Graduate studies at Western
Ratio Juris 21 (3):312-347 (2008)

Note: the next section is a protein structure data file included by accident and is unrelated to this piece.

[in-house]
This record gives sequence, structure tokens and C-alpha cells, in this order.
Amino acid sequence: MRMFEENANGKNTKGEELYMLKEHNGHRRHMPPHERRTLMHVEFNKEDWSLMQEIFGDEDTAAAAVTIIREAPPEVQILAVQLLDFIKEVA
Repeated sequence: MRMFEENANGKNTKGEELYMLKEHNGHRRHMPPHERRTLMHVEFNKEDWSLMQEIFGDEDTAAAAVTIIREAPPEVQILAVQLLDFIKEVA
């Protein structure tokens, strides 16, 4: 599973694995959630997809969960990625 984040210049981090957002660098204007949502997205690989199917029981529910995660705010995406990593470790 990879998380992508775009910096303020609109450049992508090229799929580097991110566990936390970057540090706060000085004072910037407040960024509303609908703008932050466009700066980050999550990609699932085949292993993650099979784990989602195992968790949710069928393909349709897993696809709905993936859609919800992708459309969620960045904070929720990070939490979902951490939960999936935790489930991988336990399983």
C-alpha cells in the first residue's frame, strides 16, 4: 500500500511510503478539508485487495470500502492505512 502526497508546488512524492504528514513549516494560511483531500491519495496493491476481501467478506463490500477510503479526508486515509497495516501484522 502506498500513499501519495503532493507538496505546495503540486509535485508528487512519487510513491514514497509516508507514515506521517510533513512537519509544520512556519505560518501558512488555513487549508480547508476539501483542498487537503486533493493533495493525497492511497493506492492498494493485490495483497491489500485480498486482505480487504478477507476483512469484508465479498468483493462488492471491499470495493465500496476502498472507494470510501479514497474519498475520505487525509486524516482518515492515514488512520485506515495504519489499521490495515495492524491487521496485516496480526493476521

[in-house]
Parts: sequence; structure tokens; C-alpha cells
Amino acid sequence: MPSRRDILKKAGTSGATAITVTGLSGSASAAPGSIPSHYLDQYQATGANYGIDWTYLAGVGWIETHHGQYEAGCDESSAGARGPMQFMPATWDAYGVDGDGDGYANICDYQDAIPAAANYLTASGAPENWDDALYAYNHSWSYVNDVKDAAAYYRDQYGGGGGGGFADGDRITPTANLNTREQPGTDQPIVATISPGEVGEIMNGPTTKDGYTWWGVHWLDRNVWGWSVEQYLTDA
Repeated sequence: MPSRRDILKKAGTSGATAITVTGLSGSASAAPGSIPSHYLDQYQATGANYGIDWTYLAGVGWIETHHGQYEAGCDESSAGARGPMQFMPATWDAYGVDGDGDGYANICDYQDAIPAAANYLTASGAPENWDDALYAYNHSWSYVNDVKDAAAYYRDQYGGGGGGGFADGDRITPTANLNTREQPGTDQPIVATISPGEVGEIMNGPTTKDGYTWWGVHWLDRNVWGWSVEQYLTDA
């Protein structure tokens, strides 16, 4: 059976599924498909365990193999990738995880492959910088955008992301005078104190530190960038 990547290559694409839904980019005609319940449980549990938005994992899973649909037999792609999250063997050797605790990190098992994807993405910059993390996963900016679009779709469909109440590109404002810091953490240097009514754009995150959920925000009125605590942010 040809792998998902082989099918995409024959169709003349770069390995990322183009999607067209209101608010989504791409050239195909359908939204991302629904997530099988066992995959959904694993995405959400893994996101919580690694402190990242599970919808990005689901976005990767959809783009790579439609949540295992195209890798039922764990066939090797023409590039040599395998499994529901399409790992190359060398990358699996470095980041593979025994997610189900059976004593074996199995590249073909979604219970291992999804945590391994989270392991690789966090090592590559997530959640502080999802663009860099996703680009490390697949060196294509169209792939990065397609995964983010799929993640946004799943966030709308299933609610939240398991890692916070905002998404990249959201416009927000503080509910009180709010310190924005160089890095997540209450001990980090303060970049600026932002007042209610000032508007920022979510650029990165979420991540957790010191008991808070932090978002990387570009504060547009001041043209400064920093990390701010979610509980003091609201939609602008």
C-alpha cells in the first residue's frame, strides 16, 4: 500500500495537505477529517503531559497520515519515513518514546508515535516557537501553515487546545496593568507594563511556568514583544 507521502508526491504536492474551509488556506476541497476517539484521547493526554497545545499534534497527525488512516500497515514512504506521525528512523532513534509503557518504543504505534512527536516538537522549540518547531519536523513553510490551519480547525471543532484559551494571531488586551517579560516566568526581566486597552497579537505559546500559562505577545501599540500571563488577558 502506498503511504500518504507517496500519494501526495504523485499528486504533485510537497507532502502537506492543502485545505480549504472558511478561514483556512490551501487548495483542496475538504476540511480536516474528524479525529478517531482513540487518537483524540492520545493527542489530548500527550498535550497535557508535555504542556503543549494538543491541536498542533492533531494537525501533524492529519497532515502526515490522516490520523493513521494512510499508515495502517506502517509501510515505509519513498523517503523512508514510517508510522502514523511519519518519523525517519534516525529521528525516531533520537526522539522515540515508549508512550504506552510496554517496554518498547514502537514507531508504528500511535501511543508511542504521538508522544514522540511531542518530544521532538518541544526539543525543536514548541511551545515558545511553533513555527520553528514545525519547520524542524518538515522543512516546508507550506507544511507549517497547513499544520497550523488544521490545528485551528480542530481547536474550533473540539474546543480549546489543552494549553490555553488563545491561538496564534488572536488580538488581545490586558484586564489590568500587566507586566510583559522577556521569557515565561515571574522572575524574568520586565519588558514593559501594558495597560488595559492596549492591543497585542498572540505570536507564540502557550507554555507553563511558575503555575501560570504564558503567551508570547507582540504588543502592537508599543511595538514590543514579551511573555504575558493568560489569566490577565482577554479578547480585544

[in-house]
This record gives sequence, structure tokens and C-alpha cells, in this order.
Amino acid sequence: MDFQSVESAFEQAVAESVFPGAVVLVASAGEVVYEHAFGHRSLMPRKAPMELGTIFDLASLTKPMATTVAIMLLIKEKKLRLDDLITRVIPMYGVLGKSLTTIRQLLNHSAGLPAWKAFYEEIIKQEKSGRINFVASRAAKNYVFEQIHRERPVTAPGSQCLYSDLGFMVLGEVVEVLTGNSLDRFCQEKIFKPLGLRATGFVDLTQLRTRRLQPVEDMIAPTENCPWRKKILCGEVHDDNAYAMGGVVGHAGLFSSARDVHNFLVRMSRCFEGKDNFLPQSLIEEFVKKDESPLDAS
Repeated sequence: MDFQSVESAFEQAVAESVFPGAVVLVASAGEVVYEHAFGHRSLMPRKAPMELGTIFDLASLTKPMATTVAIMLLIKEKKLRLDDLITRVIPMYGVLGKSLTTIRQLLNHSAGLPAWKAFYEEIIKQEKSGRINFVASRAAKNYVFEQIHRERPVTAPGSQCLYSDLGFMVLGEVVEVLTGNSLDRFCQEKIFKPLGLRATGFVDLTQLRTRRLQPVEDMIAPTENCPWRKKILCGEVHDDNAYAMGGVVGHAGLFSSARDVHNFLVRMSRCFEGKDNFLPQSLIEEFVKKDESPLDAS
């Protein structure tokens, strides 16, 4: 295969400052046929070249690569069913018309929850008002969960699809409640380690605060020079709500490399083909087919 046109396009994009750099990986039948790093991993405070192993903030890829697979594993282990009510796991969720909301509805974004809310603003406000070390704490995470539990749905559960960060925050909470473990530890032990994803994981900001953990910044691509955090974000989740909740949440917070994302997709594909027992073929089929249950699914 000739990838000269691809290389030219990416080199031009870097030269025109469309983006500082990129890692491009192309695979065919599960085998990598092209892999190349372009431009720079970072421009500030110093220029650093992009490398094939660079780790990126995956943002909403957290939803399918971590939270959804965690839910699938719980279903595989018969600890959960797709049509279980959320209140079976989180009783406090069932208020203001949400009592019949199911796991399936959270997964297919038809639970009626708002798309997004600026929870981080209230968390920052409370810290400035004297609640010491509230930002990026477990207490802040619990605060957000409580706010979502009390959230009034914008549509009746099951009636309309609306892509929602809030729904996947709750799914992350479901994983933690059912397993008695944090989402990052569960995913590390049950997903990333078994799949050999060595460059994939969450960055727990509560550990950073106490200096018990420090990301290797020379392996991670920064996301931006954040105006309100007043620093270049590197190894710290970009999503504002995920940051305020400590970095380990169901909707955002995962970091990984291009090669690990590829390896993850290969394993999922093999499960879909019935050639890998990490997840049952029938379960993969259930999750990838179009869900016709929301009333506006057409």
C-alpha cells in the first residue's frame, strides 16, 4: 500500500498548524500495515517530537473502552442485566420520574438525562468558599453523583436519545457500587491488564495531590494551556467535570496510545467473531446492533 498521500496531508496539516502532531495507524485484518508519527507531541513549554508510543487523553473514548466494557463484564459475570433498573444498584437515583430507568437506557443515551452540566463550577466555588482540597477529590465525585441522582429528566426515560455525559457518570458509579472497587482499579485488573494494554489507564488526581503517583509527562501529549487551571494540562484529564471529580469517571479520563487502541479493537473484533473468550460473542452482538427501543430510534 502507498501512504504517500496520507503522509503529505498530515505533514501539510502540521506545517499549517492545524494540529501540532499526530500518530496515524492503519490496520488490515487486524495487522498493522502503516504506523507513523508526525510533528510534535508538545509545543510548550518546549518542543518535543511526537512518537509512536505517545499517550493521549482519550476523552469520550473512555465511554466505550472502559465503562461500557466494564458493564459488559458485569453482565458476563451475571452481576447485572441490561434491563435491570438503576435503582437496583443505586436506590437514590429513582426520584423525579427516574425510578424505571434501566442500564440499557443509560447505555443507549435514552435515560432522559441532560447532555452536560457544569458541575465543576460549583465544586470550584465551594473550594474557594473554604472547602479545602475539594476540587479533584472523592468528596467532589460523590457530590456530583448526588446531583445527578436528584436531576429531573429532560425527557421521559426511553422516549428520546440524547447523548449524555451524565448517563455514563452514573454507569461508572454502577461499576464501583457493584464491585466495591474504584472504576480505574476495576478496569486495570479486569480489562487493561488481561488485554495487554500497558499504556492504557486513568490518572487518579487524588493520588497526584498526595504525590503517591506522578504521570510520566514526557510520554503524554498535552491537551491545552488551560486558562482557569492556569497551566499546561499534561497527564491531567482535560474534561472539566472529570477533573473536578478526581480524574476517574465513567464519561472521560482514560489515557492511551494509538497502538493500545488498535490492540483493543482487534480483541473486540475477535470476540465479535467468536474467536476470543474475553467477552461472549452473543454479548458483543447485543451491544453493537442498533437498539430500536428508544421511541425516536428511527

|Abstract||Abstract. A special legal status is accorded to human rights within Western liberal democracies: They enjoy a priority over other human goods and are not subjected to the majoritarian principle. The underlying assumption—the idea that there are some human values that deserve special protection—implies the need for both a normative and a conceptual justification. This paper claims that neither can be provided. The normative justification is needed to support the priority of human rights over other human goods and to rank and balance conflicting human rights, but it can't be provided because of the fact of pervasive value pluralism, the fact that human values are many, incompatible and incommensurable. The conceptual justification is needed to avoid arbitrariness in the interpretation of human rights at the adjudication stage. Such a justification is impossible, however, as the concept of human rights, and the concepts used to justify them and to solve their conflicts are "essentially contested concepts." The paper concludes that, provided that the interpretation of human rights presupposes value judgements and political choices, the special legal status accorded to human rights is not justified.|
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